Here are the verses of relevance to this question in the BHS Hebrew text:
לֹא־תִהְיֶ֥ה קְדֵשָׁ֖ה מִבְּנ֣וֹת יִשְׂרָאֵ֑ל וְלֹֽא־יִהְיֶ֥ה קָדֵ֖שׁ
לֹא־תָבִיא֩ אֶתְנַ֨ן זוֹנָ֜ה וּמְחִ֣יר כֶּ֗לֶב בֵּ֛ית יְהוָ֥ה אֱלֹהֶ֖יךָ לְכָל־נֶ֑דֶר כִּ֧י תוֹעֲבַ֛ת יְהוָ֥ה אֱלֹהֶ֖יךָ
(Deuteronomy 23:18-19, which corresponds to vv. 17-18 in the English translation used in
Here is a good translation of these verses:
None of the daughters of Israel shall be a cult prostitute, and
none of the sons of Israel shall be a cult prostitute.
You shall not bring the fee of a prostitute or the wages of a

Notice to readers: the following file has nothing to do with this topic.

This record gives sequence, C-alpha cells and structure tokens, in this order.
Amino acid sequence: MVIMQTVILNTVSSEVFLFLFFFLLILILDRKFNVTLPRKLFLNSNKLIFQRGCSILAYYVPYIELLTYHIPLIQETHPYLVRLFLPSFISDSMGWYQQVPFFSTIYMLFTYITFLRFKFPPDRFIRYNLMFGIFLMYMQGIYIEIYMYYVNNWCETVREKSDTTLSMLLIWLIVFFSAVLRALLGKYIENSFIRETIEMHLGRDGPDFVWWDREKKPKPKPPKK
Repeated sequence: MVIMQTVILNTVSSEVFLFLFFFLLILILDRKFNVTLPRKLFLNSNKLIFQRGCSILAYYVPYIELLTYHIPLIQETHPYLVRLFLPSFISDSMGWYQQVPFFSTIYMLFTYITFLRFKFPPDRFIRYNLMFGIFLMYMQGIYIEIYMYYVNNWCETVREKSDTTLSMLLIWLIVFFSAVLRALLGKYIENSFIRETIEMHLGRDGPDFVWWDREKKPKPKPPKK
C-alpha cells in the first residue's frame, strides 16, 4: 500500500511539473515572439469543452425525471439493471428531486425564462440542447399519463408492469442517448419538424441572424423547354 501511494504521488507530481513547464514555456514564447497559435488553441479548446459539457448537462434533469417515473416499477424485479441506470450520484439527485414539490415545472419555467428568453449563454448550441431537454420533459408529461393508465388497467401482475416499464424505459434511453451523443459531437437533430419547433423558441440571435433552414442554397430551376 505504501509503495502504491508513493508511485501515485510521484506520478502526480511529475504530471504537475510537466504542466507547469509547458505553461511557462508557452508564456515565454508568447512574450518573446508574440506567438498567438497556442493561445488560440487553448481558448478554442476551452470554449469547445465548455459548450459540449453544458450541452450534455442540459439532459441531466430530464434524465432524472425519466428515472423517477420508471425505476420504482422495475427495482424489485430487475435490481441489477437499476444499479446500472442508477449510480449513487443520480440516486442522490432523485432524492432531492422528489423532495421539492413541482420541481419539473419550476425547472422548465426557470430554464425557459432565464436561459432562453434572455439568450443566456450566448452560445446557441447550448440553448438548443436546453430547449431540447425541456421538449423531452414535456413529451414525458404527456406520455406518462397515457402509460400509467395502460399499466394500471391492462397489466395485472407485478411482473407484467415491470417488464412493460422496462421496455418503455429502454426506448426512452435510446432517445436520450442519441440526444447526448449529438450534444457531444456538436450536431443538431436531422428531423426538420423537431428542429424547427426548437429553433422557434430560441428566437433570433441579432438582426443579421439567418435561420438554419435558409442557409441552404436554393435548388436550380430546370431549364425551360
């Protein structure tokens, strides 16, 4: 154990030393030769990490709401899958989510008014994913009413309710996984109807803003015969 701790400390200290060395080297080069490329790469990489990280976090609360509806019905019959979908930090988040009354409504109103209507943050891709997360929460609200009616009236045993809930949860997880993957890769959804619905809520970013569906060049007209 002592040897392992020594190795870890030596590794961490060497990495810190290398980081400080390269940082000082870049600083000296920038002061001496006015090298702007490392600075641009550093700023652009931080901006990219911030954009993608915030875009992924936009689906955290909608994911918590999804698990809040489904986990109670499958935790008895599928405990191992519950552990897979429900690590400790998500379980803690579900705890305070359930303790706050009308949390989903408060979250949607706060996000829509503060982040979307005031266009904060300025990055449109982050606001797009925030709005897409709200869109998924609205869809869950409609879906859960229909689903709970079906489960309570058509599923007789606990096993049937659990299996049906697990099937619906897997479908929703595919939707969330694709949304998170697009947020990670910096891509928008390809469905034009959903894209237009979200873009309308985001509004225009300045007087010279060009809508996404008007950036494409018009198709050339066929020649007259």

dog into the house of the LORD your God in payment for any vow, for both of these are an abomination to the LORD your God.
(Deuteronomy 23:17–18, ESV, emphasis mine)
For the sake of simplicity (because of the verse numbering difference between the Hebrew and English text), I will refer to these as the first and second sentences, respectively (verse numbering is an anachronistic division of the text anyways).
The first sentence uses קְדֵשָׁ֖ה (kedeshah, singular feminine form of the noun) and קָדֵ֖שׁ (kedesh, singular masculine form of the same noun) for each respective use translated as "cult prostitute" above. This word refers to a "consecrated, cult prostitute."2 The NET translators elaborate:
The Hebrew term translated “sacred prostitute” here (קְדֵשָׁה
[qédeshah], from קַדֵשׁ [qadesh, “holy”]; cf. NIV “shrine
prostitute”; NASB “cult prostitute”; NRSV, TEV, NLT “temple
prostitute”) refers to the pagan fertility cults that employed female
and male prostitutes in various rituals designed to evoke agricultural